The 2020 election cycle is in full swing as both the Biden and Trump campaigns have ramped up spending on television ads in several key states (https://www.npr.org/2020/09/15/912663101/biden-is-outspending-trump-on-tv-and-just-6-states-are-the-focus-of-the-campaign). The six key states they are focusing on are Florida, Pennsylvania, North Carolina, Michigan, Wisconsin and Arizona. Trump won all of these states in the 2016 election, earning 101 of his 306 electoral votes. His victories were especially notable in Michigan, Wisconsin, and Pennsylvania because they are traditionally blue states.
Early projections have shown Biden with a significant lead, however Trump has gained some ground after the Republican National Convention. During the 2016 campaign Hillary Clinton was consistently projected to win, but Trump still managed to come out on top. It looks like Democrats have learned their lesson and won't underestimate Trump this time around. if the 2016 election cycle taught us anything, its that polling numbers don't always accurately project the outcome.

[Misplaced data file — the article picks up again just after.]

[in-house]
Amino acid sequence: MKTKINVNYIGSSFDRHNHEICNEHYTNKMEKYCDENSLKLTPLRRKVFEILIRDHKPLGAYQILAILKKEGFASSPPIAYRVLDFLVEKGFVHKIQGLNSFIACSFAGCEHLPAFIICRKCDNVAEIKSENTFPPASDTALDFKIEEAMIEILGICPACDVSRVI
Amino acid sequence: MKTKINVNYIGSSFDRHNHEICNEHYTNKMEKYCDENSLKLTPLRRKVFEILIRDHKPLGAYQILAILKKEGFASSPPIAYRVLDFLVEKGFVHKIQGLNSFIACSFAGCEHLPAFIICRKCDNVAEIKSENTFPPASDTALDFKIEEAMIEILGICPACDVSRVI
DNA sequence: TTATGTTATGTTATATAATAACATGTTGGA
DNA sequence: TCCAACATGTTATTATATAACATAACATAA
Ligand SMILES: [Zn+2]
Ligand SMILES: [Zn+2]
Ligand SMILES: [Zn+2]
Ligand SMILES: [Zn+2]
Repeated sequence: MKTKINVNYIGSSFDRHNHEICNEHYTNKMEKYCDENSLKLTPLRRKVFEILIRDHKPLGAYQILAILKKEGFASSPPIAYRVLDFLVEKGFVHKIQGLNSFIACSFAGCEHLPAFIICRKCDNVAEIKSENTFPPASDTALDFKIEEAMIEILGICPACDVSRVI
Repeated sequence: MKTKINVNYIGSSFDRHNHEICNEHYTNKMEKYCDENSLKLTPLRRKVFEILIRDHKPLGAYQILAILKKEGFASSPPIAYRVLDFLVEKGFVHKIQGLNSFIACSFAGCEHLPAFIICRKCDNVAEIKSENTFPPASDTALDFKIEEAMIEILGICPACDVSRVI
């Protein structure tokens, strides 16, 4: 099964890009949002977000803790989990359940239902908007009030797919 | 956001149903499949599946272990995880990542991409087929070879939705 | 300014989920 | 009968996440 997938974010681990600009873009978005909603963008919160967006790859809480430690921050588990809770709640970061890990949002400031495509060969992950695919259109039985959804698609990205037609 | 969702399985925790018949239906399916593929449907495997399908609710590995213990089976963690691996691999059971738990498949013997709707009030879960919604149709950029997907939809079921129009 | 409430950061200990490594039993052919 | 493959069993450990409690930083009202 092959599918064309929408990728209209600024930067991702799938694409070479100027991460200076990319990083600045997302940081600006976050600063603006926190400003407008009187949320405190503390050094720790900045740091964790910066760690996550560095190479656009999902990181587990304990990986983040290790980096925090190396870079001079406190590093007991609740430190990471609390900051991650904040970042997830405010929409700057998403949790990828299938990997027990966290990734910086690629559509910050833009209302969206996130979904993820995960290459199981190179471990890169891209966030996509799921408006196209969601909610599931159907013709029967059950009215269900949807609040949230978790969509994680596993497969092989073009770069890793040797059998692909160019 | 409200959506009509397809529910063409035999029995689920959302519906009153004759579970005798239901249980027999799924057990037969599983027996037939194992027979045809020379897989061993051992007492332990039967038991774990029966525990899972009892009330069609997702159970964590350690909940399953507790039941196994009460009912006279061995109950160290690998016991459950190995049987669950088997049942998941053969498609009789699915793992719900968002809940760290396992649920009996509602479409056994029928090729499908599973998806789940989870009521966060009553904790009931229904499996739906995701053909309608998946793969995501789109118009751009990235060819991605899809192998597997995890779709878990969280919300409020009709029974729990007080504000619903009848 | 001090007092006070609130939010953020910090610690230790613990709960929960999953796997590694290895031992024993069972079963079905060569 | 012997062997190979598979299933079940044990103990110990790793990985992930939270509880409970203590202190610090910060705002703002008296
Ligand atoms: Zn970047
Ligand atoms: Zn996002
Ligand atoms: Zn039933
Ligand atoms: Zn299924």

The Biden campaign has outspent the Trump campaign on tv ads, while Trump is investing heavily in digital ads. Biden has been able to raise significant funds, recently receiving a $100 million pledge from Mike Bloomberg to help him in Florida. That being said, campaign spending does not guarantee a victory. To put it into perspective, in 2016 the Clinton campaign raised twice as much money as the Trump campaign.
Speaking from personal experience I have seen several Biden ads while watching television, and many from both campaigns on Facebook and Youtube. While some ads have outlined the positions and accomplishments of their respective candidates, most have served to tear down their competition. Whether these will have any significant affect on either campaign will have to be seen.
Image Credit: Caroline Amenabar/NPR